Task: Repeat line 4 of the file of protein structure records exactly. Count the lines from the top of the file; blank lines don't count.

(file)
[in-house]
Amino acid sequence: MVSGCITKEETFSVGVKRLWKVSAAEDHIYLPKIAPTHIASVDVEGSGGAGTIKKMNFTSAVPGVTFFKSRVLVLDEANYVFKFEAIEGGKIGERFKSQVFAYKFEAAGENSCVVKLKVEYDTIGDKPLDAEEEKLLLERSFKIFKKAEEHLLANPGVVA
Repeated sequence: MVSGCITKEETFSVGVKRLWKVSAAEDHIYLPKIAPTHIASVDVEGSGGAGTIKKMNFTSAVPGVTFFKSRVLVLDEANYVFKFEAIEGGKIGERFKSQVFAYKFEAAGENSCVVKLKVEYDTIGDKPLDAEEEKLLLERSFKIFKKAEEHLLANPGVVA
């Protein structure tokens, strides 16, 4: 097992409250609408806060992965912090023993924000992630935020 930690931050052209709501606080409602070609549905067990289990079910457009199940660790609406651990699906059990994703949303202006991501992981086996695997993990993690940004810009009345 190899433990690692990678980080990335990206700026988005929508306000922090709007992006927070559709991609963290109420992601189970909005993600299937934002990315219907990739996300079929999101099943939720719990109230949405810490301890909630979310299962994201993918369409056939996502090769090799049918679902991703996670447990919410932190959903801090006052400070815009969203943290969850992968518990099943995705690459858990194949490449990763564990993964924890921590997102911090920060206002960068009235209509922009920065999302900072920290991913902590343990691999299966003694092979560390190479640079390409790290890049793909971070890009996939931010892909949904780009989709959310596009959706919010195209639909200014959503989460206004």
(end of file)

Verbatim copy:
């Protein structure tokens, strides 16, 4: 097992409250609408806060992965912090023993924000992630935020 930690931050052209709501606080409602070609549905067990289990079910457009199940660790609406651990699906059990994703949303202006991501992981086996695997993990993690940004810009009345 190899433990690692990678980080990335990206700026988005929508306000922090709007992006927070559709991609963290109420992601189970909005993600299937934002990315219907990739996300079929999101099943939720719990109230949405810490301890909630979310299962994201993918369409056939996502090769090799049918679902991703996670447990919410932190959903801090006052400070815009969203943290969850992968518990099943995705690459858990194949490449990763564990993964924890921590997102911090920060206002960068009235209509922009920065999302900072920290991913902590343990691999299966003694092979560390190479640079390409790290890049793909971070890009996939931010892909949904780009989709959310596009959706919010195209639909200014959503989460206004």